But as of now, The Adani Group is again gaining momentum in the stock market. And Credit Suisse, which became part of the hit-job in Adani’s case, is now in the worst financial crisis that it could have barely imagined a month ago.
Why was Credit Suisse vulnerable?
Now, one can say that, being a banking institution, the decision of Credit Suisse was prima facie justified. However, the reality is far different from that. But before that, we should ask the question—even before the SNB chairman’s interview—why was the bank in crisis in the first place?
Actually, after the fall of Silicon Valley Bank (SVB), the lack of trust took over the stock market. As a result, the share values of Credit Suisse also started to plummet. This was just because of the bank’s past records.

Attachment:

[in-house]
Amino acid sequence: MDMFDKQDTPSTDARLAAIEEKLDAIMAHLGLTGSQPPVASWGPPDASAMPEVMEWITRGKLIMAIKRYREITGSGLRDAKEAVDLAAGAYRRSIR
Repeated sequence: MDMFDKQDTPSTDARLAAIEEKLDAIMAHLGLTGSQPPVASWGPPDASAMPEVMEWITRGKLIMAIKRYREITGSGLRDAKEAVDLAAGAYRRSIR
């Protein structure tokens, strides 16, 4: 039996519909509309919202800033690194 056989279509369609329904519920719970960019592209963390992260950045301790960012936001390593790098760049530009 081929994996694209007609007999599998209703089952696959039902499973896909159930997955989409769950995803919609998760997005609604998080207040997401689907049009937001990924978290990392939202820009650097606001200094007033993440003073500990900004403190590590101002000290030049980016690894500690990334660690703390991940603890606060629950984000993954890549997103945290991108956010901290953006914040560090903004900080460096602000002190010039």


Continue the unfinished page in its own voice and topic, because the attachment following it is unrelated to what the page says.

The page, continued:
Back in 2008, the world was hit by the century’s first and worst economic crisis. In the wake of the crisis, Credit Suisse came under criticism because of poor risk management practices. The bank was found to have invested heavily in high-risk assets, which ultimately led to significant losses for the institution and its clients. Apparently, current situations in the market are not completely different.
But it was just a single example. Credit Suisse has lost the trust of the public in almost every half decade since then. Credit Suisse was fined $2.6 billion by the US government in 2014 for assisting its clients in tax evasion. And it was not just an allegation; instead, the bank admitted to helping wealthy Americans hide assets and avoid taxes for decades.
Again in 2019, Bank came to the limelight for not so good reasons. Credit Suisse was embroiled in a spying scandal in which the bank was accused of spying on its own employees. The bank’s former chief operating officer and head of human resources were both fired following the revelation.